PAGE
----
The Hidden World brings animated series to satisfying conclusion

Courtesy of Universal Pictures

Courtesy of Universal Pictures

How to Train Your Dragon: The Hidden World is the third feature film in the decadelong series — which also includes a 40-episode TV series and some digital video releases — and it continues to provide fun and emotion in the way of its predecessors.

With four- and five-year gaps between films, each one came out with enough distance for the previous film to nearly disappear from the mind, before a quick recap or reference would help make them all fresh again. The Hidden World, like the other Dragon films, will be easy to forget in a short period of time, but it’s a nice ride while it lasts.

As with all previous Dragon films, the conflict comes between those who believe in the potential good of dragons and those who see them as vicious beasts of war. Jay Baruchel plays Hiccup, a runt of a Viking who became his island’s chief through his ingenuity, dragon training and being the son of the late chief. Hiccup has a sweetness to him, and his relationship with his dragon, Toothless, has been the emotional anchor of the entire series. As in the series' first two entries, he continues to be awkward, but he doesn’t have much new up his sleeves.

The Hidden World acts as a rehash of sorts, bringing up several familiar plot elements. As in previous films, a significant dramatic turn rests on Toothless being captured and the chase to get him back. Still, The Hidden World can be commended for the seemingly minor change of recasting the role of Tuffnut — T.J. Miller, the character’s original voice, made headlines with separate allegations that he had committed sexual assault, sent out a transphobic email to a critic and called in a false bomb threat.

The villain is Grimmel, a man hell-bent on killing most dragons for pretty shallow reasons. He’s voiced by F. Murray Abraham, but the actor’s wonderful voice doesn’t make much of an impression in the role. There’s a coolness with which Grimmel can fire off a tranquilizing shot or how easily he follows the hero and his friends on the run, but it goes nowhere exciting.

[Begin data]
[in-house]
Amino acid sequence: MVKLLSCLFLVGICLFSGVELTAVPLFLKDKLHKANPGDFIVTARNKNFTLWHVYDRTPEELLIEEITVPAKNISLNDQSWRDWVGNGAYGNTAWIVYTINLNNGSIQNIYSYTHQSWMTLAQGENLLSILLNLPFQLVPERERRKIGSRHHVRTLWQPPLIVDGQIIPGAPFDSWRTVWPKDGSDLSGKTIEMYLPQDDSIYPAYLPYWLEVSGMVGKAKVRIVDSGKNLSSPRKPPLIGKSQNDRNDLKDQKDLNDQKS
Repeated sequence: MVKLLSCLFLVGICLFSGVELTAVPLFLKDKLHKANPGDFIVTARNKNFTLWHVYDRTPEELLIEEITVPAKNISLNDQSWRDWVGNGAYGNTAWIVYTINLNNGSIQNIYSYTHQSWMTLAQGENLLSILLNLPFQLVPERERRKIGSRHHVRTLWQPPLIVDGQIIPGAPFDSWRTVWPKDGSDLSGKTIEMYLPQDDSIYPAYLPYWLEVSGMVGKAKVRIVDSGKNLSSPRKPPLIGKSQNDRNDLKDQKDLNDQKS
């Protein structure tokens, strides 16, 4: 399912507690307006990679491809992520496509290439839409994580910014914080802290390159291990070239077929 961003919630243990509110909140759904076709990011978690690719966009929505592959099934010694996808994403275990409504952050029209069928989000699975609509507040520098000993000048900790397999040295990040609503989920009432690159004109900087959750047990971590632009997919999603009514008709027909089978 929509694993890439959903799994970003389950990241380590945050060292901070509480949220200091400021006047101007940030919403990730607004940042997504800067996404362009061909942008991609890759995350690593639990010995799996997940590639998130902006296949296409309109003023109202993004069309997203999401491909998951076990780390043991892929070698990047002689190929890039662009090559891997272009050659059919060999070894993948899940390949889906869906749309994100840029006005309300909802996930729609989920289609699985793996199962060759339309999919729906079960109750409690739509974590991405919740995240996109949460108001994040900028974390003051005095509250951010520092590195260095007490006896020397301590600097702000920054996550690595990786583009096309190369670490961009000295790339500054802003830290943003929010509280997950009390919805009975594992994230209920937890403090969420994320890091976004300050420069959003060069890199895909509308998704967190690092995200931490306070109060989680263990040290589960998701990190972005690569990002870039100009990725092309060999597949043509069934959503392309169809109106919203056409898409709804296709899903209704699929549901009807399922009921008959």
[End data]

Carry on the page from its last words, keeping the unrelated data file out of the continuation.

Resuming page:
The joys of The Hidden World are in the small moments and the bits that aren’t driving the central story forward. Tuffnut and his twin sister, Ruffnut — the latter voiced unabashedly by Kristen Wiig — are highlights, their distracted comments and arguments bringing enjoyable energy to the dialogue in writer-director Dean DeBlois’ script. Jonah Hill brings similar joy in his role as Snotlout, even as the youthful character comes on to Hiccup’s mom repeatedly.

The strangest thing about the whole film is its insistence upon pushing subplots of romantic or physical attraction, even as The Hidden World touts a PG rating. Toothless dances a mating dance for a female dragon and one character states about the species, “Night Furies mate for life.” Snotlout and Ruffnut repeatedly express their own amorous feelings at repeated intervals.

There’s a near-explicitness to the feelings being presented, more so than in animated films like Incredibles 2, for which The New Yorker’s Anthony Lane produced a particularly off-putting review.

Filled with stunning visuals, The Hidden World continues to up the quality of the animation from the previous entry. Dreamworks Animation films made with computer animation tend to age poorly as technology improves — compare Madagascar to Pixar’s The Incredibles or see the three-dimensional animation in The Prince of Egypt or The Road to El Dorado — but the How to Train Your Dragon series takes that in stride, as each entry looks better than the last. When the characters finally discover the hidden world, as they must with a movie named as such, the screen amazes with neon colors and fantastical structures.

Composer John Powell returns to the series once again with a wonderful score. While the music throughout creates a great atmosphere for the film, full of Celtic motifs, it is the theme that traces its way back to the original film’s “Test Drive” and the second’s reworking in the track “Where No One Goes” that really shows off Powell’s composition in a meaningful way.

The theme is the musical equivalent of flying fast, wind blowing through hair, feeling the thrill of climbing higher and pushing farther ahead.

Although The Hidden World makes itself out to be the end of a trilogy, there will likely be more from the world of Cressida Cowell’s book series, whether in a movie, TV series or otherwise. It’s a joy to watch, even as it starts to slip away from memory. Sure, it’s flawed, but it also delivers an epilogue — before the credits roll — that makes the decadelong span of the series completely worth the time.